execution of the public works that have been chosen.
In 2006 a digital PB was added as a third pillar, which was
repeated in 2008 and 2010. The digital PB has three objectives:
to modernise PB through the use of ICTs; to increase
citizen involvement in the process, and to include big investments,
concerning the whole city, in the participatory
budgeting process. In fact, most Brazilian PBs face a double
problem: participation remains relatively limited (1 to 3
percent of the people in cities, somewhat higher in smaller
towns) and the biggest investments tend to remain outside
their reach.

The idea is to organise an online vote open to all residents
older than 16, in order to prioritise some investments that
require much more than the amounts available at the district
level. In order to participate, citizens have to access the
e-voting platform through the city‘s official website, where
information on the various public works is provided. The
decision is made through majority rule, with no preference
given to socially disadvantaged areas. In 2006, 25 million
R$ (around 14 million US$) were made available to the digital
PB. The amount was increased to 50 million (28 million
US$) in 2008, so that one public work (a beltway around
a very important square) could be selected. In comparison,
around 80 million R$ (44 million US$) were given to the
district PB in 2007-2008, and 110 million R$ (around 61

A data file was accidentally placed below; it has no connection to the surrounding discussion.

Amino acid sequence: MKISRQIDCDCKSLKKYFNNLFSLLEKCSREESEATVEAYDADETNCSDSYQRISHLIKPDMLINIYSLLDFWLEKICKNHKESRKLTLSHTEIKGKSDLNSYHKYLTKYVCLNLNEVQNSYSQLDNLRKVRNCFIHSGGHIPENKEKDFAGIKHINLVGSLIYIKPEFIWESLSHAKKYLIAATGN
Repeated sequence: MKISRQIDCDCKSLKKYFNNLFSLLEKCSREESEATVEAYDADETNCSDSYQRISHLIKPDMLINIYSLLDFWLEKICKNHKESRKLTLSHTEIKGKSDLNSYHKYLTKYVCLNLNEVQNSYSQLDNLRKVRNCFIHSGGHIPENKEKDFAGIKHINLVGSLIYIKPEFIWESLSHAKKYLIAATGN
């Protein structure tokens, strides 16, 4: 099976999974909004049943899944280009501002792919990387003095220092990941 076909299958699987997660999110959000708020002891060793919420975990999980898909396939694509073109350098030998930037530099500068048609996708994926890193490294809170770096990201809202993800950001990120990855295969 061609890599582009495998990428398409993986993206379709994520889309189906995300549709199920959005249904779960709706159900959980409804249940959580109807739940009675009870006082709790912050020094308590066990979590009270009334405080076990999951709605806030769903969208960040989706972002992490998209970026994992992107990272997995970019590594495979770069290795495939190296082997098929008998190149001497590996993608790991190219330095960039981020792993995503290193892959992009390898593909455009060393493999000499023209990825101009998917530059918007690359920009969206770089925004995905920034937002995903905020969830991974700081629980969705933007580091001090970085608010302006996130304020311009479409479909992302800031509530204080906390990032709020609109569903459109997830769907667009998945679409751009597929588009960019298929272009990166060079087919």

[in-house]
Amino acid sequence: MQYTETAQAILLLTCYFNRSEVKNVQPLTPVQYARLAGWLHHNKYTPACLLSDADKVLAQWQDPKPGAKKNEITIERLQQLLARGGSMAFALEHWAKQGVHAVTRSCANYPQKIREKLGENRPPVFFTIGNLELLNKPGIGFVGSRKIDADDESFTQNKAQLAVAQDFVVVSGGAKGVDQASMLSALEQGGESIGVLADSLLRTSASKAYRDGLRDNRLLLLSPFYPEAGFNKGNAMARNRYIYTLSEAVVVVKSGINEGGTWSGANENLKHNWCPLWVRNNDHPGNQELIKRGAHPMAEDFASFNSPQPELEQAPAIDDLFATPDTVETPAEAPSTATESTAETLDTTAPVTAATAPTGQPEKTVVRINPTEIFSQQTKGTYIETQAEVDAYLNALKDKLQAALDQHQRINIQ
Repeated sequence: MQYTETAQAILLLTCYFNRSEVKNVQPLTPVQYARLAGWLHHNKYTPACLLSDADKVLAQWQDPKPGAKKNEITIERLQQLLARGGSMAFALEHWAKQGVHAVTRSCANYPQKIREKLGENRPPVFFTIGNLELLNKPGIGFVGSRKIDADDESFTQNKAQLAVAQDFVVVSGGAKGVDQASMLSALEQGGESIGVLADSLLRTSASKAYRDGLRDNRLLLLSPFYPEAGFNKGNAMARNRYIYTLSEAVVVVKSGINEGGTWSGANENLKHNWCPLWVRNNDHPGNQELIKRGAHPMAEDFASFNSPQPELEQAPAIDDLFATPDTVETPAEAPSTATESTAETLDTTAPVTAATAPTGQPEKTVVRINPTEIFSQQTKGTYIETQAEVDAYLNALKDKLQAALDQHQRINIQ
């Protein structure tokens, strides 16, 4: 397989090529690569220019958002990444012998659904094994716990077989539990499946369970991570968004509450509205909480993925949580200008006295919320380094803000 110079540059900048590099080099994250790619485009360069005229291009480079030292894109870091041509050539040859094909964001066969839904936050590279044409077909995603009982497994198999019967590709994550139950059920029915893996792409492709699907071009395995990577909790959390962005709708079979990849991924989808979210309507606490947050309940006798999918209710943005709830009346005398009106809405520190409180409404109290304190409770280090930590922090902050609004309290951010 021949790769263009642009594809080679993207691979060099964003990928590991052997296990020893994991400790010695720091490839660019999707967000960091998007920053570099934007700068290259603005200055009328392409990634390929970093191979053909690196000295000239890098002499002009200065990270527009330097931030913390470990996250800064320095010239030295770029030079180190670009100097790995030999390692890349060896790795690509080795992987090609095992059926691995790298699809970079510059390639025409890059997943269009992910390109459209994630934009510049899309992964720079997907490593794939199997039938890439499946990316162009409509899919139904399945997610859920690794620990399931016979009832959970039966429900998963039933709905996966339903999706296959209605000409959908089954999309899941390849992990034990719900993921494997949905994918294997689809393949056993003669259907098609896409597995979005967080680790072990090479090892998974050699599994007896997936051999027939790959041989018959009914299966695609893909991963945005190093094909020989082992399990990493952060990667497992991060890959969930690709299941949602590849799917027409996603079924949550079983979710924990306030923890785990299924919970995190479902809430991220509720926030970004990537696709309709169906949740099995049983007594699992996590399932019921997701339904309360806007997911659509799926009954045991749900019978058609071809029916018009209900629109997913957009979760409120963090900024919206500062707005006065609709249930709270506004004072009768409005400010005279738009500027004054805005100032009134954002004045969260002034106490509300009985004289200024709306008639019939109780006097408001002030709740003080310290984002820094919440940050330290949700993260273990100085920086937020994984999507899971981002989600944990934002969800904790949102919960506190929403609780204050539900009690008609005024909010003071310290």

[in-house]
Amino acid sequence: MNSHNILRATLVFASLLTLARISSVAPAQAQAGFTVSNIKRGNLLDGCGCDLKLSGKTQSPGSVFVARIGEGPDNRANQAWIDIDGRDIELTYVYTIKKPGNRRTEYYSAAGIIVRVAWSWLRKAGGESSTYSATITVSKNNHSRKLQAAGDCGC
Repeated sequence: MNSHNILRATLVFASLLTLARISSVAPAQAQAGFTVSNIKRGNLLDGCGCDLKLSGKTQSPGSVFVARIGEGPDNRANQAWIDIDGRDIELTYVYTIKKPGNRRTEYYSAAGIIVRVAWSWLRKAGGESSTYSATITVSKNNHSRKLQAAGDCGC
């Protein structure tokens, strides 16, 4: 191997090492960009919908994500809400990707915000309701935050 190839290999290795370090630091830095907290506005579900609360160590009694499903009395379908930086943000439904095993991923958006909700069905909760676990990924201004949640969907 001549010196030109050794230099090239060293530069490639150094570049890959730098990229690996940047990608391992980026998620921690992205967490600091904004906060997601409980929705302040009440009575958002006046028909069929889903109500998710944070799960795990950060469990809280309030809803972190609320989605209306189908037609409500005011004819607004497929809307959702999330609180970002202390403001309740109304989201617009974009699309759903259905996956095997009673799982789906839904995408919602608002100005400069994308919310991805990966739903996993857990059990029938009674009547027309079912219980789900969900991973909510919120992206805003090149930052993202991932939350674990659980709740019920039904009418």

million US$) in 2009-2010. (In this last round, 110 public
works were selected, which means that the average amount
was 1 million R$, around 550,000 US$.) The methodology
was somewhat different in 2006, when voters could cast
9 votes, one per district, and 2009, when voters had only
one choice and it was also possible to vote by phone.
173,000 persons voted in 2006 (nearly 10 percent of the
Belo Horizonte electorate), and 124,000 in 2008 – compared
with 38,000, 34,000 and 44,000 voters for the district
PB in 2005/2006, 2007/2008 and 2009/2010. The increase
in participation with online voting has been a clear success.
However, the deliberative dimension has been virtually lost
(only 1,200 contributions were made in the online forum in
2006), and the digital participatory budget looks more like
a ‚light‘ referendum than a ‚traditional‘ PB. This peculiar
success has made the Belo Horizonte digital PB an internationally
recognised good practice (Peixoto, 2008).

Sunday, February 6, 2011

The Tale of 2 Dollars

Posted by Dandarius on February 5, 2011
On Transition California